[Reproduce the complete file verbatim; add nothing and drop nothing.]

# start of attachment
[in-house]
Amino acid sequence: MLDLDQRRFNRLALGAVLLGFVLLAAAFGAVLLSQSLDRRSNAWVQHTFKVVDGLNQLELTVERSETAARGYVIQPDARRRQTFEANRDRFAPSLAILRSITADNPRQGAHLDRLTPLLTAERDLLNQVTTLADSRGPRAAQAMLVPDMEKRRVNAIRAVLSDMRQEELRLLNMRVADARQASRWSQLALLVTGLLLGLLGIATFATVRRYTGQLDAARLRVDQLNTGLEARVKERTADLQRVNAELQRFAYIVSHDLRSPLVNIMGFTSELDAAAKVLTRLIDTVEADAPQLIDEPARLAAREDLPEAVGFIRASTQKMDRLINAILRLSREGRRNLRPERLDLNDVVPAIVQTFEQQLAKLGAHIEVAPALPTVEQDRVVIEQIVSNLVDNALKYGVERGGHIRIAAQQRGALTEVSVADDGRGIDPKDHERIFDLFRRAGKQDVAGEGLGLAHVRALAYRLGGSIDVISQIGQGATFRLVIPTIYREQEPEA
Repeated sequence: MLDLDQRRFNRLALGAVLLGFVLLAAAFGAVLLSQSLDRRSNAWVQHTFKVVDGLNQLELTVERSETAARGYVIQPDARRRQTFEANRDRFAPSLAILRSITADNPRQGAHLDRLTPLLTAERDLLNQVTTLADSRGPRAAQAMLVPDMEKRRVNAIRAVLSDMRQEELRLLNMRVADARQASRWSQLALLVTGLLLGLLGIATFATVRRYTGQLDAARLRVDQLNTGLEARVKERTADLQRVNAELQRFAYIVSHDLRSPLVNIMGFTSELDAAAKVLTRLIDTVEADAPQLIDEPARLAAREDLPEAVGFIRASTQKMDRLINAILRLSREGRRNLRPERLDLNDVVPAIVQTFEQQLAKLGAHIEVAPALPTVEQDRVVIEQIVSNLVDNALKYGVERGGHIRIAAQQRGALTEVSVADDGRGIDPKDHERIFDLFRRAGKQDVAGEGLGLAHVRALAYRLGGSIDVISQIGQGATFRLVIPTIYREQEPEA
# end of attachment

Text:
[in-house]
Amino acid sequence: MLDLDQRRFNRLALGAVLLGFVLLAAAFGAVLLSQSLDRRSNAWVQHTFKVVDGLNQLELTVERSETAARGYVIQPDARRRQTFEANRDRFAPSLAILRSITADNPRQGAHLDRLTPLLTAERDLLNQVTTLADSRGPRAAQAMLVPDMEKRRVNAIRAVLSDMRQEELRLLNMRVADARQASRWSQLALLVTGLLLGLLGIATFATVRRYTGQLDAARLRVDQLNTGLEARVKERTADLQRVNAELQRFAYIVSHDLRSPLVNIMGFTSELDAAAKVLTRLIDTVEADAPQLIDEPARLAAREDLPEAVGFIRASTQKMDRLINAILRLSREGRRNLRPERLDLNDVVPAIVQTFEQQLAKLGAHIEVAPALPTVEQDRVVIEQIVSNLVDNALKYGVERGGHIRIAAQQRGALTEVSVADDGRGIDPKDHERIFDLFRRAGKQDVAGEGLGLAHVRALAYRLGGSIDVISQIGQGATFRLVIPTIYREQEPEA
Repeated sequence: MLDLDQRRFNRLALGAVLLGFVLLAAAFGAVLLSQSLDRRSNAWVQHTFKVVDGLNQLELTVERSETAARGYVIQPDARRRQTFEANRDRFAPSLAILRSITADNPRQGAHLDRLTPLLTAERDLLNQVTTLADSRGPRAAQAMLVPDMEKRRVNAIRAVLSDMRQEELRLLNMRVADARQASRWSQLALLVTGLLLGLLGIATFATVRRYTGQLDAARLRVDQLNTGLEARVKERTADLQRVNAELQRFAYIVSHDLRSPLVNIMGFTSELDAAAKVLTRLIDTVEADAPQLIDEPARLAAREDLPEAVGFIRASTQKMDRLINAILRLSREGRRNLRPERLDLNDVVPAIVQTFEQQLAKLGAHIEVAPALPTVEQDRVVIEQIVSNLVDNALKYGVERGGHIRIAAQQRGALTEVSVADDGRGIDPKDHERIFDLFRRAGKQDVAGEGLGLAHVRALAYRLGGSIDVISQIGQGATFRLVIPTIYREQEPEA